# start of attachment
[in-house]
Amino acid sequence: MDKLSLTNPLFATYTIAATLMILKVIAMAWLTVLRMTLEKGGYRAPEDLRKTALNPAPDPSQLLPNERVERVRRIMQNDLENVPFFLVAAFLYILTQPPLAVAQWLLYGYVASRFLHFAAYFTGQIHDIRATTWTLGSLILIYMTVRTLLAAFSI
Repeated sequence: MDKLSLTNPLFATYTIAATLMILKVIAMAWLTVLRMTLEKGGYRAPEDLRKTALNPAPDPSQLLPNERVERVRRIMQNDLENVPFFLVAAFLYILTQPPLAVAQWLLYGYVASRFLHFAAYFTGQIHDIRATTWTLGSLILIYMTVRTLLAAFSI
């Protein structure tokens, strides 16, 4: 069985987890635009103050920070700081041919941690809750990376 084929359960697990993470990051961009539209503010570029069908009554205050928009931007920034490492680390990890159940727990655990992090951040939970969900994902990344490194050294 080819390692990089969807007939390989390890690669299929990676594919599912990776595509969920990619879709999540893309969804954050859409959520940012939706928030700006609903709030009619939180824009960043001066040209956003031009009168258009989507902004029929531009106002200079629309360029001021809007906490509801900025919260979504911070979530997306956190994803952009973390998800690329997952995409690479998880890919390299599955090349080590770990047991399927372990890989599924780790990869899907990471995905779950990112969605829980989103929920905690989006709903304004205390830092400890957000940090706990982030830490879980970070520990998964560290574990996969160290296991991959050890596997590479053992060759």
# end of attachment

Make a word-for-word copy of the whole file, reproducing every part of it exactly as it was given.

[in-house]
Amino acid sequence: MDKLSLTNPLFATYTIAATLMILKVIAMAWLTVLRMTLEKGGYRAPEDLRKTALNPAPDPSQLLPNERVERVRRIMQNDLENVPFFLVAAFLYILTQPPLAVAQWLLYGYVASRFLHFAAYFTGQIHDIRATTWTLGSLILIYMTVRTLLAAFSI
Repeated sequence: MDKLSLTNPLFATYTIAATLMILKVIAMAWLTVLRMTLEKGGYRAPEDLRKTALNPAPDPSQLLPNERVERVRRIMQNDLENVPFFLVAAFLYILTQPPLAVAQWLLYGYVASRFLHFAAYFTGQIHDIRATTWTLGSLILIYMTVRTLLAAFSI
């Protein structure tokens, strides 16, 4: 069985987890635009103050920070700081041919941690809750990376 084929359960697990993470990051961009539209503010570029069908009554205050928009931007920034490492680390990890159940727990655990992090951040939970969900994902990344490194050294 080819390692990089969807007939390989390890690669299929990676594919599912990776595509969920990619879709999540893309969804954050859409959520940012939706928030700006609903709030009619939180824009960043001066040209956003031009009168258009989507902004029929531009106002200079629309360029001021809007906490509801900025919260979504911070979530997306956190994803952009973390998800690329997952995409690479998880890919390299599955090349080590770990047991399927372990890989599924780790990869899907990471995905779950990112969605829980989103929920905690989006709903304004205390830092400890957000940090706990982030830490879980970070520990998964560290574990996969160290296991991959050890596997590479053992060759």